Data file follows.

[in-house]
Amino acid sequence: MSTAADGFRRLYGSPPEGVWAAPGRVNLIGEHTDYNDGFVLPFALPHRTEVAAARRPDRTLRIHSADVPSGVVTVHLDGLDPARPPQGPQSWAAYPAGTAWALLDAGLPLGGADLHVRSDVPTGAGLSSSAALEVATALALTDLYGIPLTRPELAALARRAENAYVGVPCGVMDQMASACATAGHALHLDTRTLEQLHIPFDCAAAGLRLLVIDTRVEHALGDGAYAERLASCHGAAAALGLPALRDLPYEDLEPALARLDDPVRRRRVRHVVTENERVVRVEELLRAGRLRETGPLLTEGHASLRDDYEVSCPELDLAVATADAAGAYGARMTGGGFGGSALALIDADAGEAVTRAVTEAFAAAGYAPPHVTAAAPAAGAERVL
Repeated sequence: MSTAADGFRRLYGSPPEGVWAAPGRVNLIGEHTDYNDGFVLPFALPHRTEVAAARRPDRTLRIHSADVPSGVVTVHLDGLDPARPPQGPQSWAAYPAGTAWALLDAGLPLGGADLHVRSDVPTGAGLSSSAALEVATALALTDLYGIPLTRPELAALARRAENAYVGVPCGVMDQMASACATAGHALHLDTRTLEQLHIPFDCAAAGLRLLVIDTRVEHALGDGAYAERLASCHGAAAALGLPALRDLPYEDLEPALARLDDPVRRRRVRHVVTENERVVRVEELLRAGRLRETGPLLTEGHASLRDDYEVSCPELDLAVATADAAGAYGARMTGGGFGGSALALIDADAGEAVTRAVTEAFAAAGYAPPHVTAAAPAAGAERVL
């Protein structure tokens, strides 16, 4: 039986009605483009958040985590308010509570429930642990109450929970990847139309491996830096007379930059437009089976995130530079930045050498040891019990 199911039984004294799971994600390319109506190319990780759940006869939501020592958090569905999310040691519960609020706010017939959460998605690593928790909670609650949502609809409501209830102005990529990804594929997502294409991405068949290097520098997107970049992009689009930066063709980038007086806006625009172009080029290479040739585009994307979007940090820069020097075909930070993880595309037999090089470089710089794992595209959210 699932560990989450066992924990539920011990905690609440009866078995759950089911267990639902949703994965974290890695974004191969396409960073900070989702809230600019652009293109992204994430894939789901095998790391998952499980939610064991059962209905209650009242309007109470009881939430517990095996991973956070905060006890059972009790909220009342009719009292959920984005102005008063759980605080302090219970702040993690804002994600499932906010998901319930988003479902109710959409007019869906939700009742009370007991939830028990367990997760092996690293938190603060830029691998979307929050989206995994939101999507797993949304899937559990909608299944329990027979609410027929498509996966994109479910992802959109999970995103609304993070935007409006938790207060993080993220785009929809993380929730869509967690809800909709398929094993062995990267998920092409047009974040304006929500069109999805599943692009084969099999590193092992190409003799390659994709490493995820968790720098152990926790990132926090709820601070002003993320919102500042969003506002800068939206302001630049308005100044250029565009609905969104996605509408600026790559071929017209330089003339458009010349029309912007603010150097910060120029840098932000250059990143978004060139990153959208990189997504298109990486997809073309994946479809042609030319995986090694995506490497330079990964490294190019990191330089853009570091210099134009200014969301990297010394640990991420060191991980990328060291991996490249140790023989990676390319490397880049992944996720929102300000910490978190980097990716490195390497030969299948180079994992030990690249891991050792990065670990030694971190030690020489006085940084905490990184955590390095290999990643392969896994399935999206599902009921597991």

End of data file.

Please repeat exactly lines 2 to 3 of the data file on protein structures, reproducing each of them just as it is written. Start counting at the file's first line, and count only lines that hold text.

Amino acid sequence: MSTAADGFRRLYGSPPEGVWAAPGRVNLIGEHTDYNDGFVLPFALPHRTEVAAARRPDRTLRIHSADVPSGVVTVHLDGLDPARPPQGPQSWAAYPAGTAWALLDAGLPLGGADLHVRSDVPTGAGLSSSAALEVATALALTDLYGIPLTRPELAALARRAENAYVGVPCGVMDQMASACATAGHALHLDTRTLEQLHIPFDCAAAGLRLLVIDTRVEHALGDGAYAERLASCHGAAAALGLPALRDLPYEDLEPALARLDDPVRRRRVRHVVTENERVVRVEELLRAGRLRETGPLLTEGHASLRDDYEVSCPELDLAVATADAAGAYGARMTGGGFGGSALALIDADAGEAVTRAVTEAFAAAGYAPPHVTAAAPAAGAERVL
Repeated sequence: MSTAADGFRRLYGSPPEGVWAAPGRVNLIGEHTDYNDGFVLPFALPHRTEVAAARRPDRTLRIHSADVPSGVVTVHLDGLDPARPPQGPQSWAAYPAGTAWALLDAGLPLGGADLHVRSDVPTGAGLSSSAALEVATALALTDLYGIPLTRPELAALARRAENAYVGVPCGVMDQMASACATAGHALHLDTRTLEQLHIPFDCAAAGLRLLVIDTRVEHALGDGAYAERLASCHGAAAALGLPALRDLPYEDLEPALARLDDPVRRRRVRHVVTENERVVRVEELLRAGRLRETGPLLTEGHASLRDDYEVSCPELDLAVATADAAGAYGARMTGGGFGGSALALIDADAGEAVTRAVTEAFAAAGYAPPHVTAAAPAAGAERVL